Robert Conrad, who mixed spies with cowboys, dies

James West (Robert Conrad) has his first encounter with Dr. Loveless (Michael Dunn)

Robert Conrad, who made the concept of spies with cowboys work, has died at 84, Deadline: Hollywood reported.

Conrad played U.S. Secret Service agent James T. West in The Wild Wild West, the 1965-69 series as well as two TV movie revivals in 1979 and 1980.

The concept originated with producer Michael Garrison. For a time, Rory Calhoun was a contender to play West. But Conrad emerged as the choice.

The Wild Wild West was steam punk (“genre of science fiction that has a historical setting and typically features steam-powered machinery rather than advanced technology”) before the term was coined.

Conrad and Ross Martin, as West’s partner Artemus Gordon, made the concept work. The athletic Conrad looked like he really could fight a roomful of villains. Martin’s Gordon dabbled with inventions but could still hold his own during fights.

The intrepid agents encountered many menaces in 19th century, especially Dr. Loveless (Michael Dunn), whose rage against the world knew no bounds.

Just another day at the office for Robert Conrad’s James West in The Night of the Eccentrics.

In the fourth Dr. Loveless episode (The Night of Murderous Spring), near the end of the show’s first season, one of Loveless’s mute goons was played Leonard Falk, Conrad’s real-life father.

Conrad already was a television star, having been in Hawaiian Eye, the 1959-63 series that was part of the family of Warner Bros. private eye shows on ABC. Still, James West was the actor’s defining role: a man of action and a ladies man.

The Wild West West wasn’t an easy series to make, with stunts that went wrong, including one where Conrad was seriously injured.

The Wild Wild West was canceled in 1969 amid concern about violence in television generally.

Conrad remained busy, including playing the leads in series such as The D.A., Assignment: Vienna and Black Sheep Squadron. In the fall of 1979, NBC aired A Man Called Sloane, starring Conrad, which a cross between The Wild Wild West and The Man From U.N.C.L.E. It only lasted 12 episodes.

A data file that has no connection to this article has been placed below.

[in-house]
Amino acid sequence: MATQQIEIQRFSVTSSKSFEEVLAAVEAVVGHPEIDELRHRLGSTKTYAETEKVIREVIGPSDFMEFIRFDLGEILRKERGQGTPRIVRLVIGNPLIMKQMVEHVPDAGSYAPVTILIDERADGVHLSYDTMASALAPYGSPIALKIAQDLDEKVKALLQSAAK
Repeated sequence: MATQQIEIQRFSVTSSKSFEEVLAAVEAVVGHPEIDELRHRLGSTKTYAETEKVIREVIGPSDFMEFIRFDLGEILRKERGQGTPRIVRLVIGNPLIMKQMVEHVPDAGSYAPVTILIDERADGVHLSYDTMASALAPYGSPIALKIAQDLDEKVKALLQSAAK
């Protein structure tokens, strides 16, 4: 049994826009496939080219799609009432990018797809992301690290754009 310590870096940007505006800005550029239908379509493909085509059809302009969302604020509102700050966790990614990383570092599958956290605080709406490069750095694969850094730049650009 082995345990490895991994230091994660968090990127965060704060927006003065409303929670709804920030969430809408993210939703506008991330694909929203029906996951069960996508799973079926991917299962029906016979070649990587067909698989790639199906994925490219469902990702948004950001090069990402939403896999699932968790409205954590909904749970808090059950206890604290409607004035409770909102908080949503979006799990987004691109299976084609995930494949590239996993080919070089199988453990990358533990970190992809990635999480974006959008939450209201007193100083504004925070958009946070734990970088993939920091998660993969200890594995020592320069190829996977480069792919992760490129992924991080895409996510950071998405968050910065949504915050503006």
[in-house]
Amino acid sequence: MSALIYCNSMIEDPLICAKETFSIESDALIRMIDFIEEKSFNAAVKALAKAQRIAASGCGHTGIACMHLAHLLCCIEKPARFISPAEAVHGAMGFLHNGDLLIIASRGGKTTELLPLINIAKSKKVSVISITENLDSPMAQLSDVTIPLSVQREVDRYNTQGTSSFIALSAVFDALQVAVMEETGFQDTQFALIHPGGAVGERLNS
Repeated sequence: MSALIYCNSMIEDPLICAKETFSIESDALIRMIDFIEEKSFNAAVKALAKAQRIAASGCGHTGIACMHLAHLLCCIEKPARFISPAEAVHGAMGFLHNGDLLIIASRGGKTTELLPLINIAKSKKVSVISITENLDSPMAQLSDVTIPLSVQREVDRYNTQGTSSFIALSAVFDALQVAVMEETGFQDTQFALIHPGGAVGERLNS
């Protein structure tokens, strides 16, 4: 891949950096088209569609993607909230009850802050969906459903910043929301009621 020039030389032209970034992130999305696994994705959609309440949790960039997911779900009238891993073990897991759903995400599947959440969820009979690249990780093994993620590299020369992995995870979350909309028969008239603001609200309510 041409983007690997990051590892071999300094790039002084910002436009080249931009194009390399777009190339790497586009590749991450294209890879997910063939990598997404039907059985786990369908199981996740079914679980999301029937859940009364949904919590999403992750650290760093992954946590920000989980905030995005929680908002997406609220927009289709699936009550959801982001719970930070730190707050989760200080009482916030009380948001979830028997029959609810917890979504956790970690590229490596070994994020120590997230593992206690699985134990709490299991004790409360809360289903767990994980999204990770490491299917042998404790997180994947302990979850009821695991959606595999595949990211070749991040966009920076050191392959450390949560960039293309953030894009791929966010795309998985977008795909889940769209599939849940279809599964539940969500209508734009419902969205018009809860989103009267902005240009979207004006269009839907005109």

Conrad and Marin did get a chance to repeat their Wild Wild West roles in two TV movies, The Wild Wild West Revisited and More Wild Wild West.

In January 2013, there was a tribute to Conrad with fans attending. It consisted of long video clips from his long career followed by a question and answer session.

The Wild Wild West was very much like catching lightning in a bottle, mixing fantasy, spies and, as noted above, steam punk.

Robert Conrad, along with Ross Martin, who died in 1981, made the concept work. Conrad’s passing closes the door on an era we won’t see again.

50th anniversary of The Wild Wild West’s best episode

End title images for The Night of the Murderous Spring

End title images for The Night of the Murderous Spring

April 15 is the 50th anniversary of what may be the best episode of The Wild Wild West, The Night of the Murderous Spring. If not the series’ best outing, it’s in the conversation.

It was the next-to-last episode of West’s first season and the fourth to feature Michael Dunn as Dr. Loveless.

The episode, written by John Kneubuhl (creator of Dr. Loveless) and directed by Richard Donner, removed all of the limits from the villain’s initial encounters with U.S. Secret Service agents James West (Robert Conrad) and Artemus Gordon (Ross Martin).

Loveless is determined to kill humanity to restore Earth’s ecological balance. The villain has come up with a chemical, when mixed with water, will spur men to hallucinate and go into a murderous rage.

Loveless’ first test subject is James West himself. The Secret Service agent imagines he kills his partner.

That’s just the start. Loveless conducts another test where his lackeys kill each other. Loveless does so simply to demonstrate to West and Gordon he means business.

As an aside, one of Loveless’ thugs is played by Leonard Falk, the real life father of Robert Conrad.

This was not Loveless’ final appearance on the show. But it was arguably the most memorable. The only significance weakness was the episode didn’t have an original score, forcing music supervisor Morton Stevens to dip into the music library of CBS. Among the music used is the original Dr. Loveless theme, composed by Robert Drasnin, who scored the first Loveless episode of the series.